Champions League: Liverpool, Chelsea seal spot in knockout stages; Ajax, Inter Milan suffer elimination
Defending champions Liverpool toughed out a 2-0 victory at Salzburg to advance as the winner of Group E and stay on course in its defence of the trophy
Liverpool and Chelsea completed a sweep of Premier League clubs into the knockout stage of the Champions League on Tuesday
Manchester City and Tottenham, the other English clubs competing in the Champions League, advanced last month with a game to spare
Inter lost 2-1 to an already-qualified Barcelona, which was without Lionel Messi and a number of other rested players
The English are on the march again in the Champions League.
Liverpool and Chelsea completed a sweep of Premier League clubs into the knockout stage of the Champions League on Tuesday, a season after England had two of its representatives in the final.
Liverpool, which beat Tottenham in the title match in June to become European champion for the sixth time, toughed out a 2-0 victory at Salzburg to advance as the winner of Group E and stay on course in its defence of the trophy.
It's shaping up to be a huge second half of the season for the Reds, who are also eight points clear in the Premier League in their pursuit of a first English championship in 30 years.
Chelsea was one of the teams to qualify from Group H after a 2-1 home victory over Lille under Frank Lampard, a Champions League winner with the London team in 2012 and in his first season as its manager.
Manchester City and Tottenham, the other English clubs competing in the Champions League, advanced last month with a game to spare.
It is the third straight season where England has provided four of the 16 representatives in the knockout stage, as teams in the lucrative Premier League start to show the benefit of having the biggest broadcasting revenues in football and some of the world's most highly rated coaches.
Napoli was one of four other teams to advance on Tuesday — but it wasn't enough to keep Carlo Ancelotti in a job. He was fired by the Italian team a few hours after its 4-0 win over Genk which sealed second place in the group containing Liverpool.
Borussia Dortmund, Valencia and Lyon also reached the last 16.
Ancelotti's final stand
Arkadiusz Milik did his best to save Ancelotti, scoring a first-half hat trick for Napoli before Dries Mertens added the fourth against a Genk team which fielded Maarten Vandevoordt — the youngest goalkeeper ever in the competition at 17 years, nine months and 10 days.
That secured the team second place behind Liverpool, which denied Napoli a place in the last 16 in the final group game of last season’s competition. But it wasn’t enough for Ancelotti, who had previously failed to lead Napoli to victory in any of its last nine games in his second season as its coach.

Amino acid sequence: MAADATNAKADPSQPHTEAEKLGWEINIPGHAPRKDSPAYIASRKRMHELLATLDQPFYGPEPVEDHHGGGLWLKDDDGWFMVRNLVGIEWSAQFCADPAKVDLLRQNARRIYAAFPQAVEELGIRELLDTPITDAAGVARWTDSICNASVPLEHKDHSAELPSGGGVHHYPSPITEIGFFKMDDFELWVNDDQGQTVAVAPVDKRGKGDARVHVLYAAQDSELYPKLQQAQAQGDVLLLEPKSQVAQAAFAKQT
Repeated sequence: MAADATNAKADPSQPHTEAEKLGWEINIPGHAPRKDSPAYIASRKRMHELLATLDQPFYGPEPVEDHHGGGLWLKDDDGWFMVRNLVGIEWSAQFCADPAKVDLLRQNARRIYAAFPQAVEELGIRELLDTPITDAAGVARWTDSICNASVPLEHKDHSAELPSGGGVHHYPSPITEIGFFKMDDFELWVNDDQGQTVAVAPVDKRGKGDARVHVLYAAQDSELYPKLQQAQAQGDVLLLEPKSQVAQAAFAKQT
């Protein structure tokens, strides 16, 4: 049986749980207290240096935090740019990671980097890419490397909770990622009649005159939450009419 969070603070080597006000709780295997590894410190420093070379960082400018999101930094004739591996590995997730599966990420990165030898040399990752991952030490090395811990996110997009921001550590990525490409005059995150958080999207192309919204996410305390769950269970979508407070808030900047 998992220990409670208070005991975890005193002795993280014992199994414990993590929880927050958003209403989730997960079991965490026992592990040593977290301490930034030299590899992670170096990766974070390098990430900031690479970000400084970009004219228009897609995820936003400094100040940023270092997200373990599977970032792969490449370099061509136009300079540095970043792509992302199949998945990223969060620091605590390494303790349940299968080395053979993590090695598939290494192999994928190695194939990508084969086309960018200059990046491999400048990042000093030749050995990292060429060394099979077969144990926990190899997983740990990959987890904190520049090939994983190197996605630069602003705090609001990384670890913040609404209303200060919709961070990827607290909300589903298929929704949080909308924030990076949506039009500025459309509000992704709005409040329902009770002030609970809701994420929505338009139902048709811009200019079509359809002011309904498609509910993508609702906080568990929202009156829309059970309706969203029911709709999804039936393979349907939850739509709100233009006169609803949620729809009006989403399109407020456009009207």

Like Napoli, Liverpool knew a win would see them progress but found things much tougher against Salzburg. Jurgen Klopp's team survived some early scares before scoring two goals in as many minutes from the 57th, through Naby Keita — who played for Salzburg from 2014-16 — and Mohamed Salah.
Salah's goal was exquisite, the Egypt forward breaking the offside trap to round the goalkeeper and score from an acute on the right with his weaker right foot.
Ajax came within a last-gasp Tottenham goal of reaching the final last season. It won't even be playing in the knockout stage this time around.
The Dutch club lost 1-0 at home to Valencia to drop from first place to third in Group H and fall into the Europa League. Rodrigo scored the 24th-minute winner for Valencia, which is through to the last 16 for the first time since 2012-13.
Tammy Abraham, with a deft backheeled flick, and Cesar Azpilicueta scored Chelsea's first-half goals against already-eliminated Lille, which pulled one back late on through Loic Remy — a former Chelsea player.
For the second straight season, Inter Milan was eliminated after failing to pick up a home win in the final round of the group stage.
A year after only drawing 1-1 to PSV Eindhoven to exit the competition, Inter lost 2-1 to an already-qualified Barcelona — which was without Lionel Messi and a number of other rested players. Ansu Fati scored Barca's winner and became, at 17, the youngest scorer in Champions League history.
Borussia Dortmund capitalized, eking out a 2-1 win over Slavia Prague to qualify ahead of Inter.
Jadon Sancho scored one goal and set up another for Borussia Dortmund, which had Julian Weigl sent off in the 77th and was thankful to goalkeeper Roman Bürki for a string of saves.
Lyon came from two goals down at home to Leipzig to draw 2-2 and win a three-way fight with Zenit St. Petersburg and Benfica to advance from Group G
Memphis Depay's equalizer saw Lyon climb above Zenit, which lost 3-0 at Benfica and slipped to fourth — not even getting a consolation prize of a Europa League berth.
Leipzig had already qualified.
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